December 23, 2009
In recessionary times like these, employers often rely more heavily on independent contractors to avoid the personnel costs associated with hiring regular employees. Doing so, however, creates risks. Now is a good time to make the effort to determine whether your independent contractors are really independent contractors. Just don’t expect the answer to come easily.
The issue of who is properly classified as an independent contractor (as opposed to employee) has been giving employers headaches for decades. As the United States Supreme Court noted over 60 years ago: “Few problems in the law have given greater variety of application and conflict in results than the cases arising in the borderland between what is clearly an employer-employee relationship and what is clearly one of independent entrepreneurial dealing.” N.L.R.B. v. Hearst Publication, 322 U.S. 111, 121 (1944). It is little wonder that even the Supreme Court is troubled by this legal issue given the difficulties involved in the analysis. For starters, courts and government agencies (both state and federal) use different legal tests to make this determination. As a result, a single set of facts can produce different legal conclusions. Moreover, none of the tests utilized relies on definitive factors. As the Internal Revenue Service (“IRS”) states on its website, “[T]here is no “magic” or set number of factors that “makes” the worker an employee or an independent contractor, and no one factor stands alone in making this determination. Also, factors which are relevant in one situation may not be relevant in another.”
Although the issue is old, it has continued vitality. There has been a significant increase in litigation, government enforcement and legislation over the misclassification of independent contractors in recent years. It is equally clear that the focus on independent contractor misclassification, far from slowing down, will only continue to pick up steam. The remainder of this blog summarizes some recent developments demonstrating that employers need to be very careful when using independent contractors.
New York State’s Joint Enforcement Task Force on Employee Misclassification (“Task Force”), formed in 2007, continues to address, among other things, the problem of employers who inappropriately classify employees as independent contractors. According to the Task Force’s most recent Annual Report, it has uncovered approximately 12,300 instances of employee misclassification resulting in more than $157 million in unreported wages. Partly in response to the Report, Senate Labor Committee Chairman George Onorato, D-Queens, and Senate Insurance Committee Chairman Neil Breslin, D-Albany, renewed their push for passage of a bill which would, among other things, levy fines of up to $5,000 per employee for any construction company that misclassifies its workers as independent contractors. The bill also creates a presumption of employment status in the construction industry unless certain factors are established.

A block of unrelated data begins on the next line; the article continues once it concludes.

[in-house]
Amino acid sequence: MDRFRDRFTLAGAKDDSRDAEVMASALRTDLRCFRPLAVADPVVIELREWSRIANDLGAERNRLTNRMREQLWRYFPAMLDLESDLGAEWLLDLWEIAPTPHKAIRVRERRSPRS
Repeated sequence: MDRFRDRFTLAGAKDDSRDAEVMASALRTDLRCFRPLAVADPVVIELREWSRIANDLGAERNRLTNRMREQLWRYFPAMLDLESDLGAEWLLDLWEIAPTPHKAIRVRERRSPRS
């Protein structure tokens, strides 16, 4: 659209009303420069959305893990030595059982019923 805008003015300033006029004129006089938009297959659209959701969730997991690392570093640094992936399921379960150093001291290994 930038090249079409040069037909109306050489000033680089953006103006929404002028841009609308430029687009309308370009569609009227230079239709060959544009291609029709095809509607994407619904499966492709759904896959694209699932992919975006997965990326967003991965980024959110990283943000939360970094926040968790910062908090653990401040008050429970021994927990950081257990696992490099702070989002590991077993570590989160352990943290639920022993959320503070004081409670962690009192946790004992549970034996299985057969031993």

On August 21, 2009, the Massachusetts Supreme Judicial Court held in Somers v. Converged Access, Inc. that an employee who has been misclassified as an independent contractor is entitled, under Massachusetts law, to recover any wages and benefits he proves he was denied because of his misclassification, including holiday pay, vacation pay, and overtime. In so doing, the Court rejected the employer’s argument that it should not have to pay any damages because had it known the individual was an employee instead of an independent contractor, it would have paid him a lower hourly rate than he received as an independent contractor.
New York Attorney General Andrew M. Cuomo, Montana Attorney General Steve Bullock, and New Jersey Attorney General Anne Milgram have announced their intent to sue FedEx Ground Package Systems, Inc. (“FedEx Ground”) for violations of state labor laws stemming from the Company’s alleged misclassification of its drivers as independent contractors. The Attorneys General claim that such misclassification deprives drivers of workers’ compensation and other labor and employment legal protections received by FedEx Ground’s employees.
In Mohel v. Commissioner of Labor, a decision dated November 17, 2009, the New York Industrial Board of Appeals found that drivers of a limousine service were employees as opposed to independent contractors under the “right to control” test used by the New York State Department of Labor.
Finally, Beginning in early 2010, the IRS will launch an audit initiative that will audit the federal tax returns of 6,000 companies to assess compliance with tax and labor regulations. As part of this audit, the IRS will examine independent contractor misclassification. The initiative was prompted, in part, by advice from the United States Government Accountability Office to the IRS and United States Department of Labor to step up efforts to reduce the misclassification of independent contractors.